>The Neverending Story | Speech Technology Magazine Blog


In a basement computer center in Pittsburgh, a computer is beginning to learn like a human. NELL, the Never-Ending Language Learner, is a computer that scientists at Carnigie Mellon University, are teaching to read the internet and “learn” from the information.

In other words, NELL tries to extract not only facts, but relationships among facts; it looks for patterns in information. On the website, it is explained that NELL can learn from certain catagories like “Barack Obama” is a person and a politician. NELL ran without supervison for six months, but then the scientists stepped in to check on NELL’s progress.

They estimate that it was 71%, and now they use their feedback to help NELL become more accurate. For example, the NYT reported on an error NELL made: it couldn’t understand the word ‘cookies’ when applied to internet, and ended up deciding that Internet cookies were the kind of cookies you ate, which to me makes sense (who decided it should be called cookies, anyhow? I have to think it was some kind of nerdy in-joke).

“We are still trying to understand what causes it to become increasingly competent at reading some types of information, but less accurate over time for others. Beginning in June, 2010, we began periodic review sessions every few weeks in which we would spend about 5 minutes scanning each category and relation. During this 5 minutes, we determined whether NELL was learning to read it fairly correctly, and in case not, we labeled the most blatant errors in the knowledge base. NELL now uses this human feedback in its ongoing training process, along with its own self-labeled examples. In July, a spot test showed the average precision of the knowledge base was approximately 87% over all categories and relations. We continue to add new categories and relations to the ontology over time, as NELL continues learning to populate its growing knowledge base.”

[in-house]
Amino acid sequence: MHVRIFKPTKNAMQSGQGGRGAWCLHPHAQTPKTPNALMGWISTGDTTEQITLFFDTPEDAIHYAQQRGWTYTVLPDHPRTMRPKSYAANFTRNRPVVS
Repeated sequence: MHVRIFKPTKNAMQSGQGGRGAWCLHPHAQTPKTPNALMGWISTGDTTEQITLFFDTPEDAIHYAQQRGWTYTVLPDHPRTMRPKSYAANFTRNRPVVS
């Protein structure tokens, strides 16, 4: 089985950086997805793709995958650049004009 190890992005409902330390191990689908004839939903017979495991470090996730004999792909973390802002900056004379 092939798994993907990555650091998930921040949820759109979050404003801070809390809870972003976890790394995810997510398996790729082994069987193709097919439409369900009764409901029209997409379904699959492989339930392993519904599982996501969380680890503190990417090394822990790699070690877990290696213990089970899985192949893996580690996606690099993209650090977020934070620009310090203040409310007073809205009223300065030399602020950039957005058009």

Now, what could this mean for speech technology? As the NYT reports (and I guess, it’s fairly obvious) that this kind of technology could really improve natural language technology. In theory, you could have a ‘smarter’ system that is able to gather information in a new way. While I may have watched one too many episodes of Battlestar Galactica, and sometimes this kind of news makes me a bit twitchy, I can see how this kind of breakthrough could be potentially useful and, well, fascinating.

You can see a video here for more info on how it works, or just go to the website.


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